The first — and long-expected — shutdown will last from Sept. 10 to Oct. 22 as WMATA ties the new Potomac Yard Metro station in with the rest of the system. The shutdown will close all rail service south of Washington National Airport.
“Potomac Yard Station construction will require a six-week shutdown of rail service south of Washington National Airport station to build new tracks that ‘tie-in’ the new station with the existing Metrorail system,” a release from WMATA said. “Engineering, testing, and commissioning needed to integrate the track, power, communications and signal systems into the system will also be conducted during this time. This will be followed by additional testing and training to determine when service can begin.”
But even once the work on the Potomac Yard Metro station ends, it could be months longer before Alexandrians can take the Yellow Line into D.C. Rehab work on the Yellow Line Bridge across the Potomac River and work on the Pentagon and L’Enfant stations will shut down the crossing into D.C. for seven to eight months, WMATA said. The work is expected to be completed in spring 2023.
“In order to maintain a healthy system, Metro needs an aggressive capital program,” said Metro General Manager and Chief Executive Officer Paul J. Wiedefeld in a release. “We will continue working with our regional partners to advance construction and rehabilitation projects that ensure a state of good repair for critical regional infrastructure. While service outages can be disruptive, we know they are foundational for maintaining safe and reliable service.”
The closure was discussed at the Alexandria City Council meeting last night (Tuesday), where local leaders acknowledged the closure will impact Alexandrians and outlined some mitigation efforts planned.
“Metro did make a significant announcement today regarding significant impacts to the service in our community beginning in September,” Mayor Justin Wilson said. “Part of that is to accommodate the Potomac Yard metro, which obviously we’re very excited about and we knew some of that impact was coming, but part of that is a much more significant impact to the Yellow Line than we knew a year ago.”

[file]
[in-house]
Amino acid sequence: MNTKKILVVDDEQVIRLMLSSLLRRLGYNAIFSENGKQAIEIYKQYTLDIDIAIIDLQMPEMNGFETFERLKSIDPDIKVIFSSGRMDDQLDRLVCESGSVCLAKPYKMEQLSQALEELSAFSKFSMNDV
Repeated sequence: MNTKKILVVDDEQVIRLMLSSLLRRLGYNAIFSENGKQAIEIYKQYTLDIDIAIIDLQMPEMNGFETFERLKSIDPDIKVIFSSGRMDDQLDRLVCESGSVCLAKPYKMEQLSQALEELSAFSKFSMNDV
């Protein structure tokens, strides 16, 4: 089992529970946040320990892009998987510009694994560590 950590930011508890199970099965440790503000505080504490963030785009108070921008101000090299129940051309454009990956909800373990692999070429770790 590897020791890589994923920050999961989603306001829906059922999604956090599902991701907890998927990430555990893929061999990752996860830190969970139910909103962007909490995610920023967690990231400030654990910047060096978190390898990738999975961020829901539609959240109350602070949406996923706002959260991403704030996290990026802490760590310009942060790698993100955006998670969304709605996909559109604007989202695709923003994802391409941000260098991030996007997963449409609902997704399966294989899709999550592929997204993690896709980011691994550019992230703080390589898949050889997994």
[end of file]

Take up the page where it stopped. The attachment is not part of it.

Wilson said further conversations with WMATA and the city will likely start up in the spring. City Council member Canek Aguirre said discussions will also likely continue in the Northern Virginia Transportation Commission/WMATA sucomittee. Aguirre said there was some collaborative efforts that helped in the 2019 shutdown that could be revisited.
“We will have a conversation on this dais with WMATA and our staff probably in the May timeframe once they’ve had an opportunity to do some planning around accommodations,” Wilson said. “We will approach this just how we did last time: work with our partners, work with everyone, to ensure this is a success for our community, doesn’t negatively impact our residents and businesses any more than it has to be.”
The scheduled cutover of the Potomac Yard Metro is exciting news.
The loss of the Yellow Line for 7-8 months is not exciting news.
— Justin Wilson (@justindotnet) March 8, 2022
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